The ultimate question is did yesterday’s defeat stem from systemic problems which are inextricably tied to having Arsene Wenger as manager, or did it stem from individual mistakes. Personally, I think the tactics were wrong but that the problem was compounded by players making dreadful mistakes (e.g. Flaming not tracking Bojan). To this end, even when the tactics are wrong, it’s still quite possible to win a football matches.

And this links back to my original point: sure, blame the manager; but the players were at fault to a much greater extent, with individual errors being Arsenal’s biggest problem.

Gibbs or Monreal and what it really means
I’ve been a big fan of Nacho Monreal and a critic of Kieran Gibbs, and Gibbs was particularly poor yesterday. But I think the greater point is this: many Arsenal fans cannot work out which they prefer, because both have different strengths. As it happens, I think Kieran Gibbs attacking play is enormously overrated. Regardless, I’m unsure either is good enough to play left-back in a team which wants to win the League or the Champions League. What’s telling is that Monreal did not kick up a fuss when he couldn’t get in the team: a really top player would expect to play.

Counter-intuitively, although it’s a position we have depth in, in terms of first choice, it’s probably the weakest in the squad.

The problem with not rotating
In general, although it’s easy to call for squad rotation, it’s particularly difficult to justify if you get a poor result, especially when the team’s been struggling. But even if you’re no fan of Lukas Podolski, it’s difficult to argue he might not have played at least a bit better if he hadn’t had so little game time. It’s a self-perpetuating problem: he plays badly so he doesn’t play so when he does, he plays badly, but we’re going to need players like Podolski and Campbell over the next month and pretending they have nothing to offer is absurd.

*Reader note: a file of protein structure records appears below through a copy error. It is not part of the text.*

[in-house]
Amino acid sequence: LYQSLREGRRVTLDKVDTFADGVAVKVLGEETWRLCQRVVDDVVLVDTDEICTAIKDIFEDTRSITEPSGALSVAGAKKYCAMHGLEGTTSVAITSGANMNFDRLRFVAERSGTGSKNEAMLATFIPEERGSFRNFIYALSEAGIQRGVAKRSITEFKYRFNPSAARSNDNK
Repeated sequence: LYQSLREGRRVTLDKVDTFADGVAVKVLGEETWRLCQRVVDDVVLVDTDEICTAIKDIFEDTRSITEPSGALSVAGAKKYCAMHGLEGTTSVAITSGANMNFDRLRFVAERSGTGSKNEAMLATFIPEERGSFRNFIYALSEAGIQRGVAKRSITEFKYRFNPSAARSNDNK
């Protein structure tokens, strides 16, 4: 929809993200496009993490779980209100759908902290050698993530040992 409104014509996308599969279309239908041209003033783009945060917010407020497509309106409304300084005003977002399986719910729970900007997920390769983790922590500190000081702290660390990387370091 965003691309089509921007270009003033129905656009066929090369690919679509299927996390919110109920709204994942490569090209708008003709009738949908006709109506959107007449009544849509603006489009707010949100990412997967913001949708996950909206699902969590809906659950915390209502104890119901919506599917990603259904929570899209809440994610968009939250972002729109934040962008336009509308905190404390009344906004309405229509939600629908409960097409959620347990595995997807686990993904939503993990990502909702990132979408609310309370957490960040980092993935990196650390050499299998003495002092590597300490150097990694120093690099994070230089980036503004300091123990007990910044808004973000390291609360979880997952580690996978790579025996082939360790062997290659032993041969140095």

Where was Szczesny?
I appreciate that for an outfield player to be on the bench, it’s perfectly plausible that they are ready to play half an hour if needed, but not the whole game. But playing in goal is not physically taxing in the same way: at the point that you’re ready to play at all, I find it hard to understand why you cannot play 90 minutes.

Which is what makes me think that Wojciech Szczesny was ‘rested’. It’s a ridiculous decision and I don’t just say that with hindsight: Emi Martinez is a decent goalkeeper but he had been fortunate to basically have nothing to do in the previous three matches. Szczesny is a far superior player and I don’t think it’s implausible that his superior command of his box and communication might have prevented some of the predictable Stoke goals.

Anthony Taylor is completely incompetent
Perhaps it should have been obvious as early as the second minute, when Erik Pieters chopped Sanchez and Taylor gave a free-kick against Sanchez that it would not be our day. Or that Peter Crouch could keep on whacking people in the face and not get a booking for it. But on and on it went, and it didn’t surprise me in the slightest when he felt a shirt pull 40 yards from goal when there was not even a slight goalscoring opportunity was deemed a sufficient offence for a second yellow card.

As my brother remarked, Charlie Adam’s ‘tackle’ (in the loosest sense of the word) on Sanchez wasn’t even a rugby tackle: it would have been a foul in a rugby game. That’s not to say that Arsenal played well. But it’s certainly true that any problems were exacerbated by a horrific refereeing display: Stoke gave an awful lot in the first half (note how Arsenal continued to dominate even after Calum Chambers was sent off) and just when Arsenal were getting into the game and had pulled it back to 3-2, Taylor dismissed Chambers. Without that poor decision, who’s to say Arsenal might not be able to celebrate a famous comeback victory today.

Keep the faith.